A federal judge has ordered the state’s prison chief to swear under oath he is making an earnest effort to find a surgeon willing to perform gender reassignment surgery on convicted killer ­Michelle Kosilek, who killed his wife as a man but now identifies as a woman.

In a ruling filed in US District Court, Judge Mark Wolf ordered Department of Correction Commissioner Luis S. Spencer to sign status reports detailing the search for a surgeon under oath, and to also swear under the pain of perjury that he has personally read Wolf’s seven-page ­order.

“The court finds that it is appropriate to require more detailed monthly reports, signed under oath by Spencer . . . to determine whether there is any possible willful disobedience,’’ Wolf wrote.


Last September, Wolf ruled that Kosilek’s Eighth Amendment right against cruel and unusual punishment was being violated by the DOC because the state agency had balked at providing taxpayer-financed gender reassignment surgery for the inmate.

Wolf ruled that Kosilek, who identified as Robert Kosilek when he strangled his wife, Cheryl McCaul, in 1990, is entitled to the surgery because it is a medically necessary treatment for her gender identity disorder.

But Wolf then ruled that the surgery would be put on hold while the Patrick administration appeals his controversial decision — provided that the DOC prepares to have the surgery quickly performed, should the long-running legal battle quickly end.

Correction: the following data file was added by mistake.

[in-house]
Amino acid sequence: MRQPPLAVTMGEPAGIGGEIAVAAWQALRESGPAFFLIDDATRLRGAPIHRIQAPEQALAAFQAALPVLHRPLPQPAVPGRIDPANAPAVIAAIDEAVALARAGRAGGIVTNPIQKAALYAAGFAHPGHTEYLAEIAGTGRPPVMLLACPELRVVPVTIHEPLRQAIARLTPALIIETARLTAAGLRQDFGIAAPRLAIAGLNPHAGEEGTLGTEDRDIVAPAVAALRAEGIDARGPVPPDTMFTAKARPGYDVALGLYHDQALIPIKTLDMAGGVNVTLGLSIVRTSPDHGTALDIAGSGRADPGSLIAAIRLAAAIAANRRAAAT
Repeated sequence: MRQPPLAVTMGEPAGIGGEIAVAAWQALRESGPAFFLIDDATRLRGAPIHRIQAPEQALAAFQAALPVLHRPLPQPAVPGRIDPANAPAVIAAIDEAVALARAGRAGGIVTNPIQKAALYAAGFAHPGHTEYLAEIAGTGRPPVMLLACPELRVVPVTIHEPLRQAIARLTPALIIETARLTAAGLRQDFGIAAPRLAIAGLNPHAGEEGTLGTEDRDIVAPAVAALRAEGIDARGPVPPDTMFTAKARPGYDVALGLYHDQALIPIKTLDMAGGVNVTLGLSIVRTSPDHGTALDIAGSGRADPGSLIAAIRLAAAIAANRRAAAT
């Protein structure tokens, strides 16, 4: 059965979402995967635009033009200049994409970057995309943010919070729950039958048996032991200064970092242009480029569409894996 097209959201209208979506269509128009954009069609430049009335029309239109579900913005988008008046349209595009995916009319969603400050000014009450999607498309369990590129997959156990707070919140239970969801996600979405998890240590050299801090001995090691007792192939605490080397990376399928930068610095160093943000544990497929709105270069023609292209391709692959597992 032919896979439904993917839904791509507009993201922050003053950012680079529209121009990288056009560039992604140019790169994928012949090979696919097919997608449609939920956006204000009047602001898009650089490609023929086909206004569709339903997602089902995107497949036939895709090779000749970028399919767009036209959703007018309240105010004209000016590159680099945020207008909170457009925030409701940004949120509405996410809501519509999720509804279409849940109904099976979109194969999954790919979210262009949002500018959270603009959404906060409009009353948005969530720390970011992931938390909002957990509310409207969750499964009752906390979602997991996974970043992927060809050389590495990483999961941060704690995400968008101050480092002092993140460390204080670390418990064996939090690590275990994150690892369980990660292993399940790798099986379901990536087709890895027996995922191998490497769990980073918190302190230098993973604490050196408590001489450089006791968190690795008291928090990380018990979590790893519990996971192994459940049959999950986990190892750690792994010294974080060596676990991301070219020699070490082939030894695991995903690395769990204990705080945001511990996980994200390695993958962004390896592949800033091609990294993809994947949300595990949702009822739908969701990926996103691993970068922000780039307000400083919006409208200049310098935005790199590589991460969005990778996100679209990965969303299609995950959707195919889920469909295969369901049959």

In his newest order, Wolf wrote that the DOC and Spencer appear to be ignoring his instructions. The state, the judge wrote, has assigned a DOC deputy superintendent to search for the surgeon, and officials have had one conversation about the issue with two doctors who work for the DOC, but have done nothing else since Nov. 20.

“The court is concerned that the pattern of resistance and delay regarding adequate medical care for transsexual prisoners . . . may be continuing,’’ Wolf wrote, drawing on the findings of the Court of Appeals for the First Circuit in another transsexual prisoner case.


Diane Wiffin, a DOC spokeswoman, said the agency would not comment because of the pending litigation.

Wolf has also ordered the state to pay Kosilek’s legal team, led by Frances S. Cohen of Bingham McCutchen LLP, $700,000 in legal fees. Cohen and her firm have been working on the case since 2000 and have told Wolf they would waive all legal fees in return for DOC dropping its appeal and providing Kosilek the surgery.

The estimates for the cost of the surgery range from $7,000 to $50,000.

John R. Ellement can be reached at ellement@globe.com.